"Protest ! No, ma'am--you en
"There you go! Lay everything
to me, as usual! Any husband whc
humors the whiws of his wife will
come out just as I have! Mrs. Bow
ser, don't fool with me any more !
I've borne and borne, but there is a
limit. The worm will turn at last.
I'm ready to turn !"
A STATESMAN SPEAKS.
No man in the South was more generally
or more favorably known, and no man's
opinion was more highly reverenced than
that of late ex-Governor Perry, of South
Carolina. For some time previous to hi.
death, Governor Perry was a sufferer from
indigestion. He took Dr.- Westmoreland's
Calisaya Tonic and wrote the following let
Gentlemen:-I most cordially recommend
Dr. Westmoreland's Calisaya Tonic. For
several years past I have been troubled with
indigestion and dyspepsia. My son, Dr.
Hext M. Perry, of Philadelphia, who knows
the ingredients which compese your tonic,
spoke favorably of it. In the course of two
months past I have used four bottles, and
am entirely relieved. Yours truly, &c.,
B. F. PERRY.
Dr. Westmoreland's Calisaya Tonic is
sold by Dr. L. W. Nettles, Foreston, S. C.,
and J. G. Dinkins & Co., Manning. S. C.,
at 50 cents and $1.00 a bottle.
Use Brown's Iron Bitters.
Physicians recommend it.
All dealers keep it. $1.00 per bottle. Genuine
has trade-mark and crossed redlines on wrapper.
0 WILL PURCHASE $2
A CHAMBER SUIT,
$3 -Will Purchase a Beautifgl--$32
Brown & Co.'s Furniture Store,
295 King street, Opposite Society street
CHARLESTON, S. C.
The leading house in the Sta
don County to visit their stores
will pay you to do so.
Because our Stock is 1
Because our Good
~ Because our P
We make no special leaders
Our line of
are unequalled in style and qua
novelties. A handsome line of'
Misses Cloaks. In our
will be found a cheap selection
for Hough & Ford's Ladies' am
Hess Shoes for men, the W. L.
er leading makes. In our
Clothing and Furl
we are winning- new trade eve
Clothing, made this season bett
for Strouse-& Bro.'s patent squ:
the finest custom make. See o
Boys' and Chili
Sole agenlts for theC celebrate<
line of HIATS in all tile lead
CARPETS, OILt CLOTH,
at New York prices. An ilm
Eyery pair w arranted. A c
Staple and Fancy Grocerie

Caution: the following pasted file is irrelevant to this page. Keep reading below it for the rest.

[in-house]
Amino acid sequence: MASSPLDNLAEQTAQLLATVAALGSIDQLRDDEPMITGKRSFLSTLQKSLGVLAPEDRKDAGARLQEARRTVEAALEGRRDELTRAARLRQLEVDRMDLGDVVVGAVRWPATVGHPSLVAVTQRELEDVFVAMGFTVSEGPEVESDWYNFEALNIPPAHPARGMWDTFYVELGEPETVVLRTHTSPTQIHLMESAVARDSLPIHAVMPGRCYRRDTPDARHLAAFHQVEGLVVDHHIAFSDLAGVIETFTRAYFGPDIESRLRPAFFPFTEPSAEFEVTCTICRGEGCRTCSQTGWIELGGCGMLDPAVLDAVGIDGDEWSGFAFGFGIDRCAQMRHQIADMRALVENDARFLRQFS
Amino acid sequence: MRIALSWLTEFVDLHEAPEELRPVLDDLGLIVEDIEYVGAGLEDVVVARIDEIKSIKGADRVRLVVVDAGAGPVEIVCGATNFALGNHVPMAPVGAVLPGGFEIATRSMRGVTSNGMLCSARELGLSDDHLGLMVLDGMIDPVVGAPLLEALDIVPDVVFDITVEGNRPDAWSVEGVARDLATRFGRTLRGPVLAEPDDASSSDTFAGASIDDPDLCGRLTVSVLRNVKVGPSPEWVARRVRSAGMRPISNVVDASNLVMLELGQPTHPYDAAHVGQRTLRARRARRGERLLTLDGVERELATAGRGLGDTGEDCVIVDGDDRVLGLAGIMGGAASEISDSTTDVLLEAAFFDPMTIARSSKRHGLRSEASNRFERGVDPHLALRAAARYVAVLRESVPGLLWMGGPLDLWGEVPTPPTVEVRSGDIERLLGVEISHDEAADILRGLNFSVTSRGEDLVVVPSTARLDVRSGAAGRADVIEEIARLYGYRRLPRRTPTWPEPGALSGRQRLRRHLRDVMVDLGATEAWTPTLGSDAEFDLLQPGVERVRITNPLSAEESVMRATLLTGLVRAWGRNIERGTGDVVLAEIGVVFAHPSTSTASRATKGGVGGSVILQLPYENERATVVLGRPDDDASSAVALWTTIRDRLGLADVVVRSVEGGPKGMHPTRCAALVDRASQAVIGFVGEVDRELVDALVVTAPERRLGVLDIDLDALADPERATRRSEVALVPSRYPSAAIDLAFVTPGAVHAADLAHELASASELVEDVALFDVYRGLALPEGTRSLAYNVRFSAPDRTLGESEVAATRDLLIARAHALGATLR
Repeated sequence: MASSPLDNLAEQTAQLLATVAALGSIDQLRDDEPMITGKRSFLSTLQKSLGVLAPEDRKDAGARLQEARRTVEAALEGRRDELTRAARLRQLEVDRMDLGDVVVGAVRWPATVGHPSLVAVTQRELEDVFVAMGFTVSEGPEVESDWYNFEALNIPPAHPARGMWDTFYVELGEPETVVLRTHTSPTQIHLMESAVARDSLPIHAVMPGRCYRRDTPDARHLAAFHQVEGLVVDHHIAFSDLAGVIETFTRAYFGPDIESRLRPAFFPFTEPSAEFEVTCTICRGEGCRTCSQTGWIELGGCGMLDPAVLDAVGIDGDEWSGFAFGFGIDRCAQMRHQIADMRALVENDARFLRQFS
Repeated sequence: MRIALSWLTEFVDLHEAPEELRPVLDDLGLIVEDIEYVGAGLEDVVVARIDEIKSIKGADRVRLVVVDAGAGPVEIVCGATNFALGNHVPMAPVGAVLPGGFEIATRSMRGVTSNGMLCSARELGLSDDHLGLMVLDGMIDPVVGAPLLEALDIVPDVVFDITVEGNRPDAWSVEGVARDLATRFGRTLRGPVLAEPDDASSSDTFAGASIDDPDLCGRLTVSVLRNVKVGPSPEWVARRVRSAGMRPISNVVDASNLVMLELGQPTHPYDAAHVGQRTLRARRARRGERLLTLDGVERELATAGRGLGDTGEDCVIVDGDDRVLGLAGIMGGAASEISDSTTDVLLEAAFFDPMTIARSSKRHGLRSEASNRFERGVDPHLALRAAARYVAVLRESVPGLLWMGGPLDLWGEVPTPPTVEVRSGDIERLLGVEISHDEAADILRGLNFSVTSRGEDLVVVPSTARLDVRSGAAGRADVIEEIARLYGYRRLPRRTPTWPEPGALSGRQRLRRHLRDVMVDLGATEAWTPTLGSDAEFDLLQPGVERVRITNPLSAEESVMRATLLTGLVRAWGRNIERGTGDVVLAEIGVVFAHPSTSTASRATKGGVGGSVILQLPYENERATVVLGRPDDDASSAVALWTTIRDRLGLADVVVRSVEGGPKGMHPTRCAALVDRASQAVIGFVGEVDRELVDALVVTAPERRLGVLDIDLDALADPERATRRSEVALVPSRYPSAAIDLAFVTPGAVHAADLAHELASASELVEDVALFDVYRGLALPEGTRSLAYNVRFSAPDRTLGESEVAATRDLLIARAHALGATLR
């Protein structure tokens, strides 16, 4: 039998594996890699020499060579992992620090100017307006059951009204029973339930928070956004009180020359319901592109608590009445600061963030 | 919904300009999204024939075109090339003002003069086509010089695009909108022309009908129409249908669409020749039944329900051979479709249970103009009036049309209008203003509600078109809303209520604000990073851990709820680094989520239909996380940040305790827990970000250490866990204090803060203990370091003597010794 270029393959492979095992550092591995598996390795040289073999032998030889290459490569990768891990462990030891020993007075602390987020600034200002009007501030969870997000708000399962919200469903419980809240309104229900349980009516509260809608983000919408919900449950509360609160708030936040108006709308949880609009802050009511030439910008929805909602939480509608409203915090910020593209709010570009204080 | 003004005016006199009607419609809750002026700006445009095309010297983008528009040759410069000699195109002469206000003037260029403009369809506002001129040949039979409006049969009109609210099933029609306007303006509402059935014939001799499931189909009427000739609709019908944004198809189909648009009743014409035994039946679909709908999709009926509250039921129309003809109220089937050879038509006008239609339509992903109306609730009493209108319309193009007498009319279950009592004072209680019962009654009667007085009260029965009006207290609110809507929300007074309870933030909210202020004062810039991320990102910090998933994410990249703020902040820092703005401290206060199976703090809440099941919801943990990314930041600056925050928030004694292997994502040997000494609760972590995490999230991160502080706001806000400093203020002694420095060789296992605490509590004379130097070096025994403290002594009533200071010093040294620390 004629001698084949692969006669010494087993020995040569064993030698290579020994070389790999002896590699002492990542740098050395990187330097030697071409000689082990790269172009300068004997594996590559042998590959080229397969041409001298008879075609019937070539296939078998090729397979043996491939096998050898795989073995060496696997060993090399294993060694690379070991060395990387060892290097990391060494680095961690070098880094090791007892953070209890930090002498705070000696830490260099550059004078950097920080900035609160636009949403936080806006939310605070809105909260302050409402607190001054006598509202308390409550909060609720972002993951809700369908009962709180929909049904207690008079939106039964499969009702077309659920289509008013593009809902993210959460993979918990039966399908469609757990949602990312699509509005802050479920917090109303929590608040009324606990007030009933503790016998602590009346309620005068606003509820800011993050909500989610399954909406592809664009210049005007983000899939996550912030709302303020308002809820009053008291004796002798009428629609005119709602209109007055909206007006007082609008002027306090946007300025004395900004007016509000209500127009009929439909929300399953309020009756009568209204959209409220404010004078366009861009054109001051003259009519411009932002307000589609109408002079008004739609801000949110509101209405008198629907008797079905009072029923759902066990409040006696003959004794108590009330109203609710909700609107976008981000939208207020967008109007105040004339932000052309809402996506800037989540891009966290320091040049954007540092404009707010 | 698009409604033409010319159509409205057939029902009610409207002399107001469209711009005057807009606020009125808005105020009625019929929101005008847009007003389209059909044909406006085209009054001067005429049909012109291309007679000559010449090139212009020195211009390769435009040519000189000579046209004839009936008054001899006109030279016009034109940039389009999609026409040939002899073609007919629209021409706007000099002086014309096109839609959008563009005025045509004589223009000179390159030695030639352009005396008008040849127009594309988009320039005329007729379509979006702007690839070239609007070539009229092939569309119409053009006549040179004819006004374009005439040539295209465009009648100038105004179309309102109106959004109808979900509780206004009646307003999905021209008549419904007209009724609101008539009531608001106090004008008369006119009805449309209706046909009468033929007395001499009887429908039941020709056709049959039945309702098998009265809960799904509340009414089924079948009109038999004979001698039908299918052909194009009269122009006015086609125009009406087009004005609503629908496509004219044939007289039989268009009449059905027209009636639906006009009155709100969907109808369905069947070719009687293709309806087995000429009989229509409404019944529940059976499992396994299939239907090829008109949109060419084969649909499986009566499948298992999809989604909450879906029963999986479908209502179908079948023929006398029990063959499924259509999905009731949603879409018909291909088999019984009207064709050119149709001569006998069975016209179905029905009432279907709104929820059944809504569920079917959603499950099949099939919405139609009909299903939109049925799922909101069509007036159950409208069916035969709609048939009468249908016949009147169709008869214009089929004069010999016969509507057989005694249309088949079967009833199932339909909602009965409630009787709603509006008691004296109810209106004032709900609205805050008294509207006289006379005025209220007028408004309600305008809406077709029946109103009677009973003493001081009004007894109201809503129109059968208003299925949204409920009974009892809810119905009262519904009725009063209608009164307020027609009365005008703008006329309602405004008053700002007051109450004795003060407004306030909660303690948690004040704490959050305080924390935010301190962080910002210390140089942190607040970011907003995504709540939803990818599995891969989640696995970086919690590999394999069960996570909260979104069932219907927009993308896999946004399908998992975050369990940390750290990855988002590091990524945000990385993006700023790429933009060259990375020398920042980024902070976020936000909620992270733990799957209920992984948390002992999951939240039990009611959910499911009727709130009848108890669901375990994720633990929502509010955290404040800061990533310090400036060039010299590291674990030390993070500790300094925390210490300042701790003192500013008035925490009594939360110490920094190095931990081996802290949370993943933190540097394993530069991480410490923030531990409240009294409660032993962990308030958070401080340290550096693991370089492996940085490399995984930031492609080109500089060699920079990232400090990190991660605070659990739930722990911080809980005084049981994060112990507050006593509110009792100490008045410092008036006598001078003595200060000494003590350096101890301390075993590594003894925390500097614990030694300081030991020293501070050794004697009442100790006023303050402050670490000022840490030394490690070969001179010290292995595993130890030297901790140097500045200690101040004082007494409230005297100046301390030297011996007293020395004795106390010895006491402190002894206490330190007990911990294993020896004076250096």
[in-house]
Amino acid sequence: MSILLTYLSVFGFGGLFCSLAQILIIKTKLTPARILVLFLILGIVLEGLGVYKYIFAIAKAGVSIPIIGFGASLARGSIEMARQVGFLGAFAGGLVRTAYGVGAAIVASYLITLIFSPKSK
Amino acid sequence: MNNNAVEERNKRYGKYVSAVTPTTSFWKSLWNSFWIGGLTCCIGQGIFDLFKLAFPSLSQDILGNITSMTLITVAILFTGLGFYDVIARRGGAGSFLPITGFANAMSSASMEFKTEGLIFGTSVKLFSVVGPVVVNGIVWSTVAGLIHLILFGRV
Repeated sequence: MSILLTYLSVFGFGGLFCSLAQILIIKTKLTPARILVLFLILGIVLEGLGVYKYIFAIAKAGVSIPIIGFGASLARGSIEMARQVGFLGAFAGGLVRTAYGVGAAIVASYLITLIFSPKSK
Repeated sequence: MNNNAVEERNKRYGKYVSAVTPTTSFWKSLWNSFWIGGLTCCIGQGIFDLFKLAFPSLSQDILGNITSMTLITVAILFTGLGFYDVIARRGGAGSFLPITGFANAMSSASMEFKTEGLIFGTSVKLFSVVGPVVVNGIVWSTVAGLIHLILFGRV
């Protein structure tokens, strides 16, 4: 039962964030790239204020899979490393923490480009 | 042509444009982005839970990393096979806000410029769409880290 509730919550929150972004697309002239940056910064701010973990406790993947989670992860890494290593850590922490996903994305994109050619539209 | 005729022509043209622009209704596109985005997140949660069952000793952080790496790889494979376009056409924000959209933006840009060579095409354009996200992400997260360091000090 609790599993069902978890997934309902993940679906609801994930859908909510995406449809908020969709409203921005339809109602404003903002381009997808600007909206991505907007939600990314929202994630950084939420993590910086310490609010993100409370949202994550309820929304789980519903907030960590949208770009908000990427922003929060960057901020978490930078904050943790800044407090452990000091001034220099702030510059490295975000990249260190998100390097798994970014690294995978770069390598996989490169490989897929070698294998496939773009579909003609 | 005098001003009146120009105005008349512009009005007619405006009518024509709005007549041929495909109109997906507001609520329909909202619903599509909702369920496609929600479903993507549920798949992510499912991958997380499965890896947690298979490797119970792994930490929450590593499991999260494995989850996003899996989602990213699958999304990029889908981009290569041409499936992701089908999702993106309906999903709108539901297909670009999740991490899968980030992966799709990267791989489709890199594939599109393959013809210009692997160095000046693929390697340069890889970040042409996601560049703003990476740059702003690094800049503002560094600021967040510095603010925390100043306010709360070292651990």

In this department we offer s
and dealers. and are prlepared 1
All orders by mail will rec<
F. W. CAP
1)EALER IN ('iI
WINES, LIQUORS, T
S. E. Cor. Meeting and Rei
Choice Flour a specialty. Sugars sold n<
livred free to depot. Conintry ordlers pron
Wholesale Dealer in Wi
RICE BEER! RIVE BEER !
We are the sole imanufacturers of this d
licious and healthy beverage, which afti
having been analyzed by all the eminei
chemists in Atlanta, Ga., during "Prohib
tion" and after the most searching scrutin
for traces of alchohol, was allowed to be so]
free of State and city license, and so ab
more recently after further analyzing in Flo
ida. It fills a long felt want for a stimulai
and appetizer th it is not intoxicating; plea
ant to the taste, contains nourishment an
specially suited for persons of weak and de
icate constitutions. It has the taste-of lag
beer of the finest flavor; besides, to add i
its purity and medicinal qualities, is specia
ly made of our celebrated world renowne
original Artesian well water. Put up i
cases of one dozen pints at $1 25 per doze
five dozen at $1 per dozen, and in casks <
ten dozen each at 90 cents per dozen. Cas
must accompany each order. Copyrighte
and patent applied for.
We have no Agents, and none genui
unless ordered direct trom
CRAMER & KERSTEN,
Steam Soda and Mineral Water Works.
Charleston, S. C., U. S. A.
OPPOSITE BELL'S LIVERY STABLES,
MANNING, S. C.
Has on hand a large stock of all kinds
Goods usually kept in a
GENERAL MERCHANDISE STORE.
Good Bacon 5 cents. Check Homespun
cents. Soap 3 bars for 5 cents. Best Graz
ulated Sugar 10 cents. Brown Sugar
pounds for 25 cents. Flour 30 pounds fc
$1. These aie
Only a Few Prices.
I sell only for cash, and will sell all m
goods proportionately cheap. Come an
see-the real bargains I offer.
157 and 169, East Bay,
CHARLESTON, S. C.
in s!. c~.
te invites the people of Claren
A few of the reasons why i
s are the Newest.
rices are the Lowest.
, as all our goods are leaders
lity, embracing all the season
the latest styles in Ladies' an